So, when Kraft uses the term “duped,” he is saying one of two things. Either the Patriots simply took Hernandez at his word and ignored everything else, or they simply didn’t do the homework on this guy. If they chose to turn a blind eye to everything other than the drug concerns, then there is no where they can claim they were “duped.” If they didn’t bother to do the due diligence, the can’t claim they were “duped.” Ane they did take the effort to check out Hernandez’ background, they surely didn’t do a very good job of it. In any event, Kraft and the Patriots were not “duped.” They either knew what they were getting and didn’t care, or they didn’t bother to find out.
A Patriots spokesman said he could not say whether the team took Hernandez up on his offer. Most NFL players are drug tested twice per year — once between August and April, and again between April and August — but the Globe reported in 2010 that Hernandez would face additional testing from the league because of marijuana issues he had at Florida.
Several media outlets, including the Globe, have reported that Hernandez failed multiple drug tests during his three seasons at Florida. But before the 2010 draft, Hernandez told teams he had failed just one, and a Florida spokesman told the Globe Monday that “we do not dispute his claims in this regard.”
Kraft said the Patriots felt comfortable drafting Hernandez in the fourth round after receiving this letter, and did not believe he had any other major off-field issues.
“Here’s a guy writing a letter, taking responsibility,” Kraft said. “The only thing I ever heard on Aaron Hernandez was he was very young, immature, and potentially had problems presented in this letter. Never saw signs of anything else.”
Again, there is no way the Patriots can claim they didn’t know about the marijuana issues. But this isn’t about some sort of “marijuana, the killer weed that makes people kill people;” this is about why would you take action on a tacit admission of one set of concerns and ignore the others? All of the stuff coming out of Florida subsequent to Hernandez’ arrest in Massachsetts was all pretty easy stuff for an investigation to find. Police reports can be obtained, court proceedings are public record, and good, old-fashioned knocking on doors and asking a few questions would have dug up a lot of this stuff. It begs the question why that never happened?
Kraft said all he knew about Hernandez is what happened inside the practice facility at Gillette Stadium, and that for three years Hernandez was a model football player. He noted that coach Bill Belichick said that Hernandez had the best training camp of any Patriots player last August, after Hernandez had signed his contract extension.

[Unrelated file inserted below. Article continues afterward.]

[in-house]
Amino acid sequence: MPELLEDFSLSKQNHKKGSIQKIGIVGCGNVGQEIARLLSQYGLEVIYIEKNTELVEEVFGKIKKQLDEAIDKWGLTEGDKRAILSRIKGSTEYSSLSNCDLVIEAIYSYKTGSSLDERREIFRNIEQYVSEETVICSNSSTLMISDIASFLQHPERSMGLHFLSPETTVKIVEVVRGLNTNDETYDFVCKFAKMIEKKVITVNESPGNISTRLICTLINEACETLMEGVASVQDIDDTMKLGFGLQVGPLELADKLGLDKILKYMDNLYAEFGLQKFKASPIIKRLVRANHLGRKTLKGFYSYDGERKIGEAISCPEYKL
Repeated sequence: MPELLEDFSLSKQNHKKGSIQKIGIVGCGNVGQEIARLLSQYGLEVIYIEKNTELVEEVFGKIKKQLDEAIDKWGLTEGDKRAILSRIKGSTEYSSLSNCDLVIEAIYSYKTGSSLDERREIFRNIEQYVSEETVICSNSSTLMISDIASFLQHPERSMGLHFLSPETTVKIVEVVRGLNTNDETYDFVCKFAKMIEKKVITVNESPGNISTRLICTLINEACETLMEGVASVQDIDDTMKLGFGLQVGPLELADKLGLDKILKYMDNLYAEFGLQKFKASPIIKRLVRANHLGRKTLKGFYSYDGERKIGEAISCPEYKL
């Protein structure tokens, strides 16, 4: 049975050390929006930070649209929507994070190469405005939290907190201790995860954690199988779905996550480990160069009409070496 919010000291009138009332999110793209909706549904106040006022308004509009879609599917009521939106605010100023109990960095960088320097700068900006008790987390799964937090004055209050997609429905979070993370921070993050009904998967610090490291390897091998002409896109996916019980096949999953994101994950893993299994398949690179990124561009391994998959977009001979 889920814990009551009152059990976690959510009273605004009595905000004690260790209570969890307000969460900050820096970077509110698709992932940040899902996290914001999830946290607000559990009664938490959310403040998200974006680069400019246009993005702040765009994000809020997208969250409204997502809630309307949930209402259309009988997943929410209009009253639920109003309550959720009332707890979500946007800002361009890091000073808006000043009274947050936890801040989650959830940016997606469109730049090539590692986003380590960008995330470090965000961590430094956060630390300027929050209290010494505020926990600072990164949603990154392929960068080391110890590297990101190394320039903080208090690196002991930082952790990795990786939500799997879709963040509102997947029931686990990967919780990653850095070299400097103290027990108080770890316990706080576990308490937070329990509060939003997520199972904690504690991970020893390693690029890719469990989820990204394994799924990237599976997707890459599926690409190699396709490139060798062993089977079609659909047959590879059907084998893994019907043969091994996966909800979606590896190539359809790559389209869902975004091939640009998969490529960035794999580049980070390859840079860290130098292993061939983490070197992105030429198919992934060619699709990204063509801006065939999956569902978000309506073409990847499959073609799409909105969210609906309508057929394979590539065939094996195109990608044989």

The fact that Kraft is sticking to “I didn’t know anything” after his statements about playing it all close to the vest because of current and possible legal entanglements are a complete contradiction. If he really doesn’t know anything, then say that and move on. But to say, I don’t know anything, but I can’t comment,” raises red flags, and deservedly so.
“I only know what goes on inside this building. We don’t put private eyes on people,” Kraft said. “When he was in this building, I was never exposed to anything where he was not positive. He was always polite, respectful. Kraft didn’t say whether the team will be less willing in the future to take on players with character risks, but “you can be sure we’ll be looking at our procedures and auditing how we do things.”
Forget about “private eyes.” It wouldn’t have taken Jim Rockford to bird-dog this guy, especially in light of how quickly this stuff surfaced after Hernandez was arrested. But at least we now know which route the Patriots took; they weren’t “duped,” they didn’t do their homework despite the fact they had every reason to do so. They seemingly didn’t even do the same background check one would be subject to trying to get a job at Wal-Mart.
Kraft certainly wishes he had done more research on Hernandez’s off-field activities before giving him the extension last August, but he felt at the time that signing Hernandez to a long-term deal was the best move for the team. Hernandez’s rookie contract was supposed to run through the 2013 season, and the Patriots felt like they could get better value if they had signed him to a long-term deal before he reached free agency.
“If you let the best players go to free agency or get to the last year, you usually pay more,” Kraft said. “It was a business decision. We were paying for performance. He was undervalued his first two years, then we wanted to get him in range.”
Just what performance were they paying for? Take a look at Hernandez’ stats over the past three seasons: He’s only played in 29 of 38 possible games, which means he misses about one game in four. So his durability is questionable. On average, he’s worth about 56 catches a year for about 650 yard and right around 6 touchdowns. Is that really worth 5 years and $37.5 million?
That’s why I think there’s more to this. In a previous piece, I mentioned that “the Patriot Way” was all about image, and I really believe that Robert Kraft so wanted to be seen a s a guy who can rehabilitate wayward youth that he was using Hernandez as a show pony. That’s why the decision was made so quickly, and the efforts to sever the ties were so demonstrable. The Aaron Hernandez story meant more to Robert Kraft than simply having a player get into trouble.
What it all boils down to for Saint Bob is this. You can tell me you didn’t do your homework. You can tell me you saw something in Hernandez that wasn’t there. You can even tell me that you wanted to use the “rehabilitated Hernandez” story as a feather in your tri-cornered Patriot hat.
But don’t tell me you were “duped.”